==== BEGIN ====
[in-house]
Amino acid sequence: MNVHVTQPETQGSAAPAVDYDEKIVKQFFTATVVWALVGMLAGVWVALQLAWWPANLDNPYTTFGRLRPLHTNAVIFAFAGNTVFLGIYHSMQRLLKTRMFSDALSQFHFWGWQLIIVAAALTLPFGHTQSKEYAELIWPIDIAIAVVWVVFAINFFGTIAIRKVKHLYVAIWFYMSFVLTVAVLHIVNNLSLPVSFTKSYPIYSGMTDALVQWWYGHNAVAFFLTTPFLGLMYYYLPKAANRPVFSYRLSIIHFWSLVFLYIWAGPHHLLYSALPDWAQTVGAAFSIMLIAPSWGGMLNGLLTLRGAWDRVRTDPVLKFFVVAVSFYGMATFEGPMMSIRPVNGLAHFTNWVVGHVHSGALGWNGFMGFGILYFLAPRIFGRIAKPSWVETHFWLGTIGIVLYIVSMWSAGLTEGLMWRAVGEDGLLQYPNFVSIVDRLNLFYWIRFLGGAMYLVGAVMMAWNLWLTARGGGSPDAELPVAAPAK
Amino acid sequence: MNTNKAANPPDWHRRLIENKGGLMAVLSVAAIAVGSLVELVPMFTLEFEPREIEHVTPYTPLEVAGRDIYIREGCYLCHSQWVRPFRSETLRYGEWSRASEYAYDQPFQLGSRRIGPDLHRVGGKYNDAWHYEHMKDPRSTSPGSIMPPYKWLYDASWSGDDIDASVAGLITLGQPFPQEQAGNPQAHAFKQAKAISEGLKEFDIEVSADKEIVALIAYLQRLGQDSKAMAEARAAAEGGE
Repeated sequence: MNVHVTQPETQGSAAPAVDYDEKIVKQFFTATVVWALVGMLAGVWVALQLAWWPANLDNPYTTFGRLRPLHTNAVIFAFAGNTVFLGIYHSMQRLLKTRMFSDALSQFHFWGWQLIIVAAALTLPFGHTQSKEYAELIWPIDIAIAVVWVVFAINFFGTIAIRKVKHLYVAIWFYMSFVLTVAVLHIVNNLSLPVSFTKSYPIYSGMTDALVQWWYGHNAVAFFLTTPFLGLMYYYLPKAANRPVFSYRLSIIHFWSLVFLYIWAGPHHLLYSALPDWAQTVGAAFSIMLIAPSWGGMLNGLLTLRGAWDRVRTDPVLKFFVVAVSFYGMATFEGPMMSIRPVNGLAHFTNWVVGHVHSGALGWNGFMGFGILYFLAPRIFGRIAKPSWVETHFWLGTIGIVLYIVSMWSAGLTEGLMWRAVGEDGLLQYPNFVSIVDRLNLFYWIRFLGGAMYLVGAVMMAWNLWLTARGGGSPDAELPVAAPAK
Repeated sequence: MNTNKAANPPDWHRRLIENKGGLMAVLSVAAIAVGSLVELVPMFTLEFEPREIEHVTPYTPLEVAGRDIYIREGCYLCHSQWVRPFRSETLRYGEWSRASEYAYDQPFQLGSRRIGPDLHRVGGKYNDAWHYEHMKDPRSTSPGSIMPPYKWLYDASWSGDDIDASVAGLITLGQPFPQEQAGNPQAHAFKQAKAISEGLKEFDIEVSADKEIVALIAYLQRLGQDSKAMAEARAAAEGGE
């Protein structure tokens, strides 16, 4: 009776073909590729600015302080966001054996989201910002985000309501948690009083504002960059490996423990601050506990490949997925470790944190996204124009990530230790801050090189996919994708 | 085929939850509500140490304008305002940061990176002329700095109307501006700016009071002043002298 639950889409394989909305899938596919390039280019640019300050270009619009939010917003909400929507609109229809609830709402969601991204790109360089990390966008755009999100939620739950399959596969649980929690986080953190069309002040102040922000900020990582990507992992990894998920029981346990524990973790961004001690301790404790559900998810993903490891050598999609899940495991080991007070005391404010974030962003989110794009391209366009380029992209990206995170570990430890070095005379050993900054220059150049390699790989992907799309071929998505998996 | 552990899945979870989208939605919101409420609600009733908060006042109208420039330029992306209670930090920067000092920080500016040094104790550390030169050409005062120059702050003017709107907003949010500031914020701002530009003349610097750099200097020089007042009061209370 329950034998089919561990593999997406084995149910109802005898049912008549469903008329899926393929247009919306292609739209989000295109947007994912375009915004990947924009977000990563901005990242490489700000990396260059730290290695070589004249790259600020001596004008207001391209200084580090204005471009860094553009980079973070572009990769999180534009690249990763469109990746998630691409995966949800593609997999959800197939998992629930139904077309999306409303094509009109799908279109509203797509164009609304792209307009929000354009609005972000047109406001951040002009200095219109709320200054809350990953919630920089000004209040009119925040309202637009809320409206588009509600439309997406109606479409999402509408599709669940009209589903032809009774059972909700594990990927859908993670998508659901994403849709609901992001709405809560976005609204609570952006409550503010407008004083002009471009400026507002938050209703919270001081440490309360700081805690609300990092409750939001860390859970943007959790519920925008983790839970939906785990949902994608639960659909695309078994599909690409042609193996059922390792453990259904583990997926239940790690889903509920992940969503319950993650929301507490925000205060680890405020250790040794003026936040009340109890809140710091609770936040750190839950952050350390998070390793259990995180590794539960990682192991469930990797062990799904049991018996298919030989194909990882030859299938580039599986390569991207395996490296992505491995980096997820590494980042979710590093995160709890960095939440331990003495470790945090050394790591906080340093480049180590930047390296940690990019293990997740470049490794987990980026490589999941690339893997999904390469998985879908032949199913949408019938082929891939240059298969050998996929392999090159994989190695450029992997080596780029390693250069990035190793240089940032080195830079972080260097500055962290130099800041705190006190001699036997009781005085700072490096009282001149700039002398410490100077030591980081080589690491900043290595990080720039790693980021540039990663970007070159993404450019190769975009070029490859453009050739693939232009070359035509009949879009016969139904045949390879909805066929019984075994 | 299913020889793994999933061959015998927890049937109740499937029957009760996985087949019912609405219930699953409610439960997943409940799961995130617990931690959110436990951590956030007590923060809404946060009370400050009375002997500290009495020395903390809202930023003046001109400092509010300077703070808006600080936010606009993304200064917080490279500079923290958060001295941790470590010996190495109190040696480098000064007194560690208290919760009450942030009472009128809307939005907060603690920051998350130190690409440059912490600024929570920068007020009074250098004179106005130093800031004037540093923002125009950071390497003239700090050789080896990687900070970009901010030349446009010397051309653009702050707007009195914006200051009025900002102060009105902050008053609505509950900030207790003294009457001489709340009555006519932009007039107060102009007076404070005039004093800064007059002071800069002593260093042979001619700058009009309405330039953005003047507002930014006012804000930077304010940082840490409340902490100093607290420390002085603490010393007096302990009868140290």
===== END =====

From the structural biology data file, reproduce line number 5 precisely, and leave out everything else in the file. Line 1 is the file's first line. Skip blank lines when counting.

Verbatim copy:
Repeated sequence: MNTNKAANPPDWHRRLIENKGGLMAVLSVAAIAVGSLVELVPMFTLEFEPREIEHVTPYTPLEVAGRDIYIREGCYLCHSQWVRPFRSETLRYGEWSRASEYAYDQPFQLGSRRIGPDLHRVGGKYNDAWHYEHMKDPRSTSPGSIMPPYKWLYDASWSGDDIDASVAGLITLGQPFPQEQAGNPQAHAFKQAKAISEGLKEFDIEVSADKEIVALIAYLQRLGQDSKAMAEARAAAEGGE